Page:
Is DOCSIS 3.1 Losing Its Lustre?
Is the DOCSIS 3.1 rose already losing its bloom?
Even as the world's biggest MSOs start to roll out DOCSIS 3.1, the new, multi-gigabit-enabling spec lost its crown as the cable industry's leading next-gen tech priority in a recent Light Reading community poll: Having been the clear winner in the same poll conducted a year ago, D3.1 has slipped to second place in the rankings.
Instead, Distributed Access Architecture (DAA), which finished a strong second in the LR community poll last year, led the pack in the new survey. Slightly more than one quarter (26%) of the 1,108 poll respondents chose DAA as the top next-gen technology priority for the industry, up from 22% last year.
The result reflects the growing importance of disaggregated functions, as DAA calls for at least partial virtualization of the cable headend by shifting some or all of the data and video processing functions from the headend to the network fiber node.
The DOCSIS 3.1 spec, which is designed to enable broadband speeds of up to 10 Gbit/s downstream and 2 Gbit/s upstream over cable's hybrid fiber-coaxial (HFC) networks, came in a close second with 23% of the votes. While certainly not cataclysmic, that's down from last year's stellar performance, when it was selected by nearly 36% of voters.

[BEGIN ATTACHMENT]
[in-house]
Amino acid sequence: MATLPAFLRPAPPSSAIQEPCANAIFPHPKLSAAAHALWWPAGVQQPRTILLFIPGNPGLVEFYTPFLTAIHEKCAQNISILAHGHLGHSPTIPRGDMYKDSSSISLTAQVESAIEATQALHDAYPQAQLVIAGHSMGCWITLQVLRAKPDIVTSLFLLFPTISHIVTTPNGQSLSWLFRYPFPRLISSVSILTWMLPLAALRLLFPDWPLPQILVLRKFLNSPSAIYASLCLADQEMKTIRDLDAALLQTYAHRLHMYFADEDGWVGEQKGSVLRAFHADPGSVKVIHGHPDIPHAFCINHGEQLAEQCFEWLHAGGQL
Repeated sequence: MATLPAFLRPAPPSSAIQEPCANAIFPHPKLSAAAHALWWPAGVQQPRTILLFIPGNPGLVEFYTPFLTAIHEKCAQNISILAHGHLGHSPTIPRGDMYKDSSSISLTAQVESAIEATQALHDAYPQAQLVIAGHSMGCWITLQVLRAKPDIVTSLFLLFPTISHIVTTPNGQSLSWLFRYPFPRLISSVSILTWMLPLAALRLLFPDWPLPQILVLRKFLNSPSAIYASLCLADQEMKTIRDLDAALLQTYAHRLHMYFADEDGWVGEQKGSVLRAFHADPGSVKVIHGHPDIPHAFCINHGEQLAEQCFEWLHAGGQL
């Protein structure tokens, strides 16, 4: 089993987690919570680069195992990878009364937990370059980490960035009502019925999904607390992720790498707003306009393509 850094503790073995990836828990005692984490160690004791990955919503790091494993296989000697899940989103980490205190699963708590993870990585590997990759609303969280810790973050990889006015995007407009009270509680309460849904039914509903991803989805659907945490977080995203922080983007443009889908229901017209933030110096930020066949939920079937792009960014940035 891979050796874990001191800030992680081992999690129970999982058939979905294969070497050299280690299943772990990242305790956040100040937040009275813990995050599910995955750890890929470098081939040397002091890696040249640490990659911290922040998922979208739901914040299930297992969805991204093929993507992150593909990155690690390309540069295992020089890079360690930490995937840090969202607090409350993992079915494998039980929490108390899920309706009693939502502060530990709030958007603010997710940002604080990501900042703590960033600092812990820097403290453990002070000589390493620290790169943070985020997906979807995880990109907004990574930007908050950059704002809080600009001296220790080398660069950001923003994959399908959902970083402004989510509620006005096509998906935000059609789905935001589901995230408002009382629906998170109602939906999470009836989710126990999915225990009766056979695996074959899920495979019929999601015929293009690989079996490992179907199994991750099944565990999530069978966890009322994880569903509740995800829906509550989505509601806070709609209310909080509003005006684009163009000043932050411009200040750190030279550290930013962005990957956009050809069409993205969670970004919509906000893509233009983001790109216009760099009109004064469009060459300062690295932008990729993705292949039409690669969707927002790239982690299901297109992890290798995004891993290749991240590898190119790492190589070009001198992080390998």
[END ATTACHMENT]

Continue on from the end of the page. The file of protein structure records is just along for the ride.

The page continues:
Although these poll results are not definitive, DOCSIS 3.1 may well be fading as a priority for the industry because of growing cable operator interest in pursuing fiber-to-the-home (FTTH) builds to deliver gigabit broadband speeds and better video service. In a sign of that rising interest, FTTH finished a healthy fourth in this year's reader poll, attracting 14% of the votes. (See Why D3.1 Isn't on Every Cableco Agenda.)
At the same time, DAA may be drawing more interest as cable operators confront the growing bandwidth challenges that will face them over the rest of the decade. Once an obscure topic confined mainly to cable engineering circles, the technology and the various options for implementing it have started to emerge as hot issues. (See Fueling the Distributed CCAP Debate.)
A related technology, virtualization, also registered with a decent share of survey respondents. More than 14% of voters chose virtualization, or SDN/NFV, giving that technology a narrow third-place finish just ahead of FTTH. No other tech choice came even close to reaching the double-digit percentages.
Not too surprisingly, a fair number of survey respondents once again advised service-challenged cable operators not to bother with any new technology options this year. Instead, nearly 11% urged operators to forget about new technologies and just focus on delivering better cable service.
— Alan Breznick, Cable/Video Practice Leader, Light Reading